New changes to federal regulations C.F.R. 300 et seq.

Have you worked hard to learn the federal statutes and regulations? There is an expression in law, “When you think you know the law, it has probably already changed.” That is the reality. Statutes and regulations are fluid documents, frequently being amended and adjusted. So now we have a new set of federal regulations to learn (theres are the regulations we know as C.F.R. 300. et seq.) COPAA has kind provided a chart to guide us through these new regulations.


I have copied an important OSERS (forwarded by COPAA) announcement regarding new changes to the federal regulations.

NOTE:  Down, about 3/4 of the article three is a live link to a chart which makes the regulation changes easier to understand.

IDEA Regulations Technical Changes


On June 30, 2017 the U.S. Department of Education will publish final regulations under Parts B and C of theIndividuals with Disabilities Education Act (IDEA) in the Federal Register. The final regulations make technical conforming changes needed to implement statutory amendments made to the IDEA by the Elementary and Secondary Education Act (ESEA) as amended by the Every Student Succeeds Act (ESSA), and can be found at the Federal Register’s public inspection site on Thursday, June 29th and in the Federal Register on Friday, June 30th. As you know, the ESSA, which was signed into law on December 10, 2015, reauthorized the ESEA, and also made certain changes to sections 602 and 611 through 614 of the IDEA. Consequently, we amended the IDEA regulations in Parts 300 and 303 to reflect the conforming changes and to ensure consistency between Title I of the ESEA and the IDEA Parts B and C regulations.


As explained in the preamble to the final regulations, these changes revise relevant regulations that implement the IDEA statutory requirements amended by the ESSA that are applicable to children with disabilities. The amendments remove and/or revise IDEA definitions based on changes made to the definitions in the ESEA, as amended by the ESSA, and also update cross-references to the ESSA in the IDEAregulations. For example, the definitions of the terms “core academic subjects” in §300.10, “highly qualified special education teachers” in §300.18, and “scientifically based research” in 34 CFR §§300.35 and 303.32 have been removed because these terms have been removed from the ESEA, as amended by the ESSA. We note, however, that consistent with section 9214(d)(2) of the ESSA, we have moved the qualification requirements for special education teachers, including the requirements regarding alternate routes to special education teacher certification, from 34 CFR §300.18(b)(1) and (2) to 34 CFR §300.156(c)(1) and (2). In addition, we have revised the definition of “regular high school diploma” in §300.102(a)(3)(iv) to incorporate the definition of “regular high school diploma” in section 8101(43) of the ESSA.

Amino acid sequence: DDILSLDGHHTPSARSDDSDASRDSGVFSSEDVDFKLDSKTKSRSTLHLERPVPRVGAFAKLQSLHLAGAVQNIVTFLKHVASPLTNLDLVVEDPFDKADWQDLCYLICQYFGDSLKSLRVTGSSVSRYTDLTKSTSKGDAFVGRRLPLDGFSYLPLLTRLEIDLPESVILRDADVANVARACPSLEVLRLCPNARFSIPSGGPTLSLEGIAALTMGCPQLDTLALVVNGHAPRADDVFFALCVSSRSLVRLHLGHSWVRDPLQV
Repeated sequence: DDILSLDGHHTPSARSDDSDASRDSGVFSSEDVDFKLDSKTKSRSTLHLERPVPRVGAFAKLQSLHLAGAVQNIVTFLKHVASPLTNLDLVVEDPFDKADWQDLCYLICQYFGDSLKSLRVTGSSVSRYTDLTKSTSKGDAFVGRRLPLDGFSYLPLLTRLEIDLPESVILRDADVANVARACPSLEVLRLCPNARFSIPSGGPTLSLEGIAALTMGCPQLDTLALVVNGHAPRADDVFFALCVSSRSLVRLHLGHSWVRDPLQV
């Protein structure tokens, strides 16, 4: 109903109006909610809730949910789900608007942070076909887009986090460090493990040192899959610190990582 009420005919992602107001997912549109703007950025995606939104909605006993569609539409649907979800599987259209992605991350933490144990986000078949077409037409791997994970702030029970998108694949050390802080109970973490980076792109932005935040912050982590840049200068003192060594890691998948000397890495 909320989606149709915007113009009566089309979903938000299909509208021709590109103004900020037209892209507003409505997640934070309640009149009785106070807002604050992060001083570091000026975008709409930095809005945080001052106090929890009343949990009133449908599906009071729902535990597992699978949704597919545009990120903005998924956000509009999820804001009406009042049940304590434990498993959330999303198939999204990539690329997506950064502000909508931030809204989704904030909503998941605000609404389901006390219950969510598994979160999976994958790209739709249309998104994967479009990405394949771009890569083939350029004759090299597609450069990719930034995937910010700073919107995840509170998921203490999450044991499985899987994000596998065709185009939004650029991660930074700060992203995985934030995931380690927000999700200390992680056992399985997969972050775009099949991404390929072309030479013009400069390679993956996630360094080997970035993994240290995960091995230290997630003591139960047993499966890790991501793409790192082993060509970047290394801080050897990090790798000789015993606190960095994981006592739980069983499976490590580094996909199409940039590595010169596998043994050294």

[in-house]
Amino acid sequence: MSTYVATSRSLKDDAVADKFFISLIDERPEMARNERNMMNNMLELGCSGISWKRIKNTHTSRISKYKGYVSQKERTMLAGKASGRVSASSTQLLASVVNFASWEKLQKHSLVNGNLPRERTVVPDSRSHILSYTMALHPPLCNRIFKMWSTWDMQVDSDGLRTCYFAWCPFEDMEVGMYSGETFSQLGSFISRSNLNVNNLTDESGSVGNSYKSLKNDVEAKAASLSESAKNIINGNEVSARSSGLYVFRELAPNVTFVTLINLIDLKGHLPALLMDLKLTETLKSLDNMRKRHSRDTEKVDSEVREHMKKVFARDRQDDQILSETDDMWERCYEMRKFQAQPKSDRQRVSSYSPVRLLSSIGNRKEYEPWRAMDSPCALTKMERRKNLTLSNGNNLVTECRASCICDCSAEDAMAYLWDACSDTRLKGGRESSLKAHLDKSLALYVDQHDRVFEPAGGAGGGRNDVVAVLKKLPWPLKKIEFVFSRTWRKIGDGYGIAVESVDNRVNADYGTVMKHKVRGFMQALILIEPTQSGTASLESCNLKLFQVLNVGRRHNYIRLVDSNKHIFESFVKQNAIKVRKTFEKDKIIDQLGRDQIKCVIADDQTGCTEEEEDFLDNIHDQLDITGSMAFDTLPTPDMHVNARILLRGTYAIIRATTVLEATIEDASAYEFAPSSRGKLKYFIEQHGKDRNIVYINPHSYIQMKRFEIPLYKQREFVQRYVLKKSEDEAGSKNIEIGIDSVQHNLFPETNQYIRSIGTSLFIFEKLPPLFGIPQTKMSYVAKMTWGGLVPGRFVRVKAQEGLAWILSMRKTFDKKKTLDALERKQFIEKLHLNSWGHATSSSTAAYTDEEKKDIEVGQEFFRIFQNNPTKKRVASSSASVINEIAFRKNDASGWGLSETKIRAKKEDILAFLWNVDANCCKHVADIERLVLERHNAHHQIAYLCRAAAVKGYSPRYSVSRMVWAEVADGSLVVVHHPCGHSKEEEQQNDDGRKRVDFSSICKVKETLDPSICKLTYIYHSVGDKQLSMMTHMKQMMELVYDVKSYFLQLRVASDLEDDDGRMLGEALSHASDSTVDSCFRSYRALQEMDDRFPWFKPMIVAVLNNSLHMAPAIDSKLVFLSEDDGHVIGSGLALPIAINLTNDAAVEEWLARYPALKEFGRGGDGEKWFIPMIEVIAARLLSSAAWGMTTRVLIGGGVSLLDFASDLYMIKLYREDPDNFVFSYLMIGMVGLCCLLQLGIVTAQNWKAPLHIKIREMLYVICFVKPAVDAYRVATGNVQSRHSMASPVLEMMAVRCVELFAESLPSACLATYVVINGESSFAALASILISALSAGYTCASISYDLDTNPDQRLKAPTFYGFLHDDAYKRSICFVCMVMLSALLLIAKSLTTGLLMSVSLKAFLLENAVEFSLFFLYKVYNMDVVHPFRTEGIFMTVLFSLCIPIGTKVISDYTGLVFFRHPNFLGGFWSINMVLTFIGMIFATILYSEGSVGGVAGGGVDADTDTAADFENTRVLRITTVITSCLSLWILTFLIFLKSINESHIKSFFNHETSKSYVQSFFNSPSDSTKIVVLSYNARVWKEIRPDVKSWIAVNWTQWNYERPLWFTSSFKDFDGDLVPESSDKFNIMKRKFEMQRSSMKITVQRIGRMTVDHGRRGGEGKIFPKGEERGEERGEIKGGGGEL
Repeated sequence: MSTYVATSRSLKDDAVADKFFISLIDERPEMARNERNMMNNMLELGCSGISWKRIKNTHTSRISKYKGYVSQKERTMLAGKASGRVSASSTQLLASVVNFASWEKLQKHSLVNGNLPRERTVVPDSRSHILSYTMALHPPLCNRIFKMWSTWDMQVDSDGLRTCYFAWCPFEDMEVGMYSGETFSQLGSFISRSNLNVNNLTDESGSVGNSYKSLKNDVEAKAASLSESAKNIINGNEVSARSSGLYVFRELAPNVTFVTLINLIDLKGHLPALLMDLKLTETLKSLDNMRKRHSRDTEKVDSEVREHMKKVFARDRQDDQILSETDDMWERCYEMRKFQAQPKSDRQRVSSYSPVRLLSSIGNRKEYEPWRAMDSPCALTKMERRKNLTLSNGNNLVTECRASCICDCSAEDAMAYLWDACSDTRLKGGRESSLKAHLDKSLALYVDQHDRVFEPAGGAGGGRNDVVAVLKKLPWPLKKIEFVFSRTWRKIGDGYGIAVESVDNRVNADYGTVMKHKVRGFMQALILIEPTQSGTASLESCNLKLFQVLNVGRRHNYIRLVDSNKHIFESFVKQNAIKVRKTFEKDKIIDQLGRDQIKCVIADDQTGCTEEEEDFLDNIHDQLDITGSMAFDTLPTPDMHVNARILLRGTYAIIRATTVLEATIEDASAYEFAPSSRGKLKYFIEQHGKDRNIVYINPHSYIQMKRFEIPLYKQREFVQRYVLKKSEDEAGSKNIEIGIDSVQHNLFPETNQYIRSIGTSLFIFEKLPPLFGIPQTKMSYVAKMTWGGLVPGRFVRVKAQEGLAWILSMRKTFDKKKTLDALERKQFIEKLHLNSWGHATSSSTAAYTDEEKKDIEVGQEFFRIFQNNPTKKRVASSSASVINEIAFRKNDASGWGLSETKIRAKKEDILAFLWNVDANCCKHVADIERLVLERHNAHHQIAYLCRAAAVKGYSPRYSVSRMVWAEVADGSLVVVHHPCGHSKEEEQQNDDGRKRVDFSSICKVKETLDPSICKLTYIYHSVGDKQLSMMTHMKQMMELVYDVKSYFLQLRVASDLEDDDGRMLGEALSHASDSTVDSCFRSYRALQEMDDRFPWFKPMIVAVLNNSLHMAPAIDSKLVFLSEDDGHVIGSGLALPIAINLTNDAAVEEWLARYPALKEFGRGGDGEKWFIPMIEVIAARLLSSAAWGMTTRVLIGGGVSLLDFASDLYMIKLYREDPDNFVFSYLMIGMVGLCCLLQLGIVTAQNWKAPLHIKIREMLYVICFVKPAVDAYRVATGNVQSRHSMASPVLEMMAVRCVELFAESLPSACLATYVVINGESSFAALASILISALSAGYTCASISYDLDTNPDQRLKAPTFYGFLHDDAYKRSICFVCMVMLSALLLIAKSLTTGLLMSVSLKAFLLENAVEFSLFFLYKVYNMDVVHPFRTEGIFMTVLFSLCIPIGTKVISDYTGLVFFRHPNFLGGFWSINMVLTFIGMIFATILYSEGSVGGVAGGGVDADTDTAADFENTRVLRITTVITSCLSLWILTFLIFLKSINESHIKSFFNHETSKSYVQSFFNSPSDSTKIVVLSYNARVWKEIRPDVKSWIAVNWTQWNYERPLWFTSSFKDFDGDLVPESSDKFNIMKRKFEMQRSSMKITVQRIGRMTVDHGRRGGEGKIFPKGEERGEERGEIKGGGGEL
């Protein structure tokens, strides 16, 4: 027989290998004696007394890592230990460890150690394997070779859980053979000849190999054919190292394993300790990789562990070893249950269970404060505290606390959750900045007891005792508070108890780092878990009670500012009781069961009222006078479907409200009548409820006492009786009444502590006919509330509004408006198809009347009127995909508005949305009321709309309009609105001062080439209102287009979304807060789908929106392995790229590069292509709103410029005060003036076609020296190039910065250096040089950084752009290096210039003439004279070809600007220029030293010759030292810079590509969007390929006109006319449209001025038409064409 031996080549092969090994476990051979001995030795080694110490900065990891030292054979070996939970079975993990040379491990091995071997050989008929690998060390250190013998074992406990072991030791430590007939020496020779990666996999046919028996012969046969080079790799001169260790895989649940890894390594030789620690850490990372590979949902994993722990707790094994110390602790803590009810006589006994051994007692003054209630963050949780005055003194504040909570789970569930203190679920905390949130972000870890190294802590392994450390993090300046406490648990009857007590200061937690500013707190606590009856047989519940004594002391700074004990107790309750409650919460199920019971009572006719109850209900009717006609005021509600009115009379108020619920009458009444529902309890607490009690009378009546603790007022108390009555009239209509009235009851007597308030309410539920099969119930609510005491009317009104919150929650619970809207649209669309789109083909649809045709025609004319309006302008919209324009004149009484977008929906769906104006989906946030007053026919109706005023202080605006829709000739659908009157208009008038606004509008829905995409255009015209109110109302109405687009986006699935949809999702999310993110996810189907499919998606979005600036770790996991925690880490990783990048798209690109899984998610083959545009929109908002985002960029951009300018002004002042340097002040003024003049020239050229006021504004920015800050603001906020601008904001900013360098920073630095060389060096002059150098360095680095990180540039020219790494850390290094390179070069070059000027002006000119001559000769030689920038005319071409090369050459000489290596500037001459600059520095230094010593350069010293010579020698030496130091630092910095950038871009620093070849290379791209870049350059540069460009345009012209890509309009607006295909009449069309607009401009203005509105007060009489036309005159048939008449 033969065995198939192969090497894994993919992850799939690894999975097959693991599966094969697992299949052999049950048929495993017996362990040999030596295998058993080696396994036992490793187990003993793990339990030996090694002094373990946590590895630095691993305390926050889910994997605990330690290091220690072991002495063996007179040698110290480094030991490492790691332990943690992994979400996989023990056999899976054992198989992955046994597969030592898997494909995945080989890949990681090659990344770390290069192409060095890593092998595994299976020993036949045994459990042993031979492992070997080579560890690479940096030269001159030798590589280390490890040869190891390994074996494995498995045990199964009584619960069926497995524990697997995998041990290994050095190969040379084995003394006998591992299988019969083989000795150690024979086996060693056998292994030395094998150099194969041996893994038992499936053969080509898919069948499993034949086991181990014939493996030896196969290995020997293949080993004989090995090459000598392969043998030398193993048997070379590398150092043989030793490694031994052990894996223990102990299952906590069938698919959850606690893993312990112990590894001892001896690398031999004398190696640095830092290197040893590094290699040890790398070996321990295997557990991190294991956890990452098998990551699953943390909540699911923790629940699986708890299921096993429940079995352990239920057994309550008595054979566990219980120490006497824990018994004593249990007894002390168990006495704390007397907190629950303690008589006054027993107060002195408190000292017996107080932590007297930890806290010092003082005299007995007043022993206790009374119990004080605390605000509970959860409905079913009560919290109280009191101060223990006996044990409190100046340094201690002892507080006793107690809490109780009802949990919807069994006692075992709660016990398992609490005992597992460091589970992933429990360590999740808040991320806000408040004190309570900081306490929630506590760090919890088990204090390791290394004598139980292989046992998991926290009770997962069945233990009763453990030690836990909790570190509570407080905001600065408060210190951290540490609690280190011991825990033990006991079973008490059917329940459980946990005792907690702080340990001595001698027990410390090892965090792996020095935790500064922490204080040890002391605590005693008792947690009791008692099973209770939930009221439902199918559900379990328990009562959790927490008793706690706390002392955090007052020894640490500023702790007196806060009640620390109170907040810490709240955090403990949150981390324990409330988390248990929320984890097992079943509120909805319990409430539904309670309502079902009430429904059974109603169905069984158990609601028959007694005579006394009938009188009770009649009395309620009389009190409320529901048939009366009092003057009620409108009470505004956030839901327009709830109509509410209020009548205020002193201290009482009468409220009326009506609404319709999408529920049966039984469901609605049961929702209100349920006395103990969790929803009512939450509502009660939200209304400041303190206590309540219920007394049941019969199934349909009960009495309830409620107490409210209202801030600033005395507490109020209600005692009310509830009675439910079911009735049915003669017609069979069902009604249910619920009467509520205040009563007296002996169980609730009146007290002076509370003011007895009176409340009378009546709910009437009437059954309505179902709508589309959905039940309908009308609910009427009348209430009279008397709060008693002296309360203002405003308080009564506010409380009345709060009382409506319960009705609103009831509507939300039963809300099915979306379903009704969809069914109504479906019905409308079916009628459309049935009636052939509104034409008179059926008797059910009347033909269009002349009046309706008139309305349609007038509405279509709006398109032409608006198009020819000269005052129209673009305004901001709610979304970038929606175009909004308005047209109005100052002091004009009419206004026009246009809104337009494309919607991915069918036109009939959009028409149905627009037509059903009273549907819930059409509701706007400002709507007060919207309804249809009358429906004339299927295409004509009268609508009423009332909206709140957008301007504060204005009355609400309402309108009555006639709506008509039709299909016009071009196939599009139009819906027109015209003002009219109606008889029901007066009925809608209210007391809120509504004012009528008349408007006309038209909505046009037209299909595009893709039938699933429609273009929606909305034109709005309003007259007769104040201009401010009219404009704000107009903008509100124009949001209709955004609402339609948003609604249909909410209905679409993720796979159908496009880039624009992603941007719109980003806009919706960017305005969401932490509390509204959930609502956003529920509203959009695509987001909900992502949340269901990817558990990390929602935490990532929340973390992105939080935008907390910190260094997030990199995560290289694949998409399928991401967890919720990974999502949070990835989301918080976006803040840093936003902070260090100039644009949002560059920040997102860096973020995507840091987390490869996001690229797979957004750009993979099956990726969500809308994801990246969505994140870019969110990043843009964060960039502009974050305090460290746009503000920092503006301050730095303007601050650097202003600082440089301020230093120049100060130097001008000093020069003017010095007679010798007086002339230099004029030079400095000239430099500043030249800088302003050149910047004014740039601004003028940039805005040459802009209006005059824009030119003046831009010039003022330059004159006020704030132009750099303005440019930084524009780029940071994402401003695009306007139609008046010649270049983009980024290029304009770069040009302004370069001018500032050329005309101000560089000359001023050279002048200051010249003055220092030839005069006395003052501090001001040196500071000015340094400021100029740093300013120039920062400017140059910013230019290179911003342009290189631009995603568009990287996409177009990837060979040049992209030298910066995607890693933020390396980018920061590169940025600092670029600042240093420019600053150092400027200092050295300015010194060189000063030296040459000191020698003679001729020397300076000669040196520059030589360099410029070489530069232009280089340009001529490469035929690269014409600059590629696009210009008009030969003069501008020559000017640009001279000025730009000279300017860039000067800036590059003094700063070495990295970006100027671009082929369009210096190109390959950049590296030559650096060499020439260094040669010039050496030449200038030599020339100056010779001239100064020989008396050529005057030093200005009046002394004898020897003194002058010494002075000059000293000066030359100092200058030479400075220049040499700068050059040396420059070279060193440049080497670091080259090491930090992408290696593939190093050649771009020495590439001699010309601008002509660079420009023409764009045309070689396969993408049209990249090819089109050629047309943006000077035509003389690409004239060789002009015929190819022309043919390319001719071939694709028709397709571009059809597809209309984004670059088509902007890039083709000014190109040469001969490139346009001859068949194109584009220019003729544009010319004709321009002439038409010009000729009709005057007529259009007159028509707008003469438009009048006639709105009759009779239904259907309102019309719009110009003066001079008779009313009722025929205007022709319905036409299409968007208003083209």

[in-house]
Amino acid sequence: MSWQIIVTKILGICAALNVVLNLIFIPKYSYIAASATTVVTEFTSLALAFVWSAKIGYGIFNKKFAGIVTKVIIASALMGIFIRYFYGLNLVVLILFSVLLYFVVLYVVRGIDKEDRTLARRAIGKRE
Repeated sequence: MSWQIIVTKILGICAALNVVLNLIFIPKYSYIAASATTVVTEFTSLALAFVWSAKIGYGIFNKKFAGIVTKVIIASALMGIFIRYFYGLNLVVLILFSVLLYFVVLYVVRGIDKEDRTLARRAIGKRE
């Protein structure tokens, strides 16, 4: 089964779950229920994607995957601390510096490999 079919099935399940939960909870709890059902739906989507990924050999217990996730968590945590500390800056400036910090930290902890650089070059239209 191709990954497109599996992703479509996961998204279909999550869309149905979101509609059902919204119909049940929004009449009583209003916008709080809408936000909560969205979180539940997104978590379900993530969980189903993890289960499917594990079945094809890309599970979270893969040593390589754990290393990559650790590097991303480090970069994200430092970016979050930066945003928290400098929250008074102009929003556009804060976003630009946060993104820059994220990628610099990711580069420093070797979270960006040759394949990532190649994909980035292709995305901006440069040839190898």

The amendments also made revisions to the alternate assessment requirements in 34 CFR §300.160(c). The changes clarify that if a State has adopted alternate academic achievement standards as permitted under section 1111(b)(1)(E) of the ESEA, the State must develop guidelines and conduct alternate assessments that measure the achievement of children with the most significant cognitive disabilities against those standards. To ensure consistency with regulations for Title I of the ESEA in 34 CFR §200.6(c), additional revisions have been made to 34 CFR §300.160(d), (e), (f) to clarify information to be provided to individualized education program Teams and parents regarding children with disabilities who are students with the most significant cognitive disabilities who take alternate assessments aligned with alternate academic achievement standards, as well as applicable reporting requirements.


Finally, the amendments also include technical corrections to previously published IDEA Part B regulations. To assist with your review of the regulations, we are attaching a chart that summarizes each change included in the final regulations. This chart notes the previous regulatory language, includes the new regulatory language or notes the relevant deletion, and provides the reasoning and authority for the change.


Thank you for your dedication and continued hard work in improving results for children with disabilities.


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Protecting Rights. Creating Opportunities. Changing Lives.

The Council of Parent Attorneys and Advocates, Inc. (COPAA) is an independent, nonprofit unparalleled peer-to-peer network of attorneys, advocates, parents and related professionals dedicated to protecting and enforcing legal and civil rights of students with disabilities and their families at the national, state and local levels.

COPAA is premised on the belief that every child has the right to high-quality education and an equal opportunity to achieve his or her full academic potential. States, school districts and schools have an obligations under federal and state law to ensure that each student receives an individualized education that prepares them for work, college, and participation in his or her chosen community.


We work to increase the quality and quantity of advocate and attorney representation. We believe the key to accessing individualized, effective educational programs is assuring that students with disabilities and their parents are equal members of the educational team.

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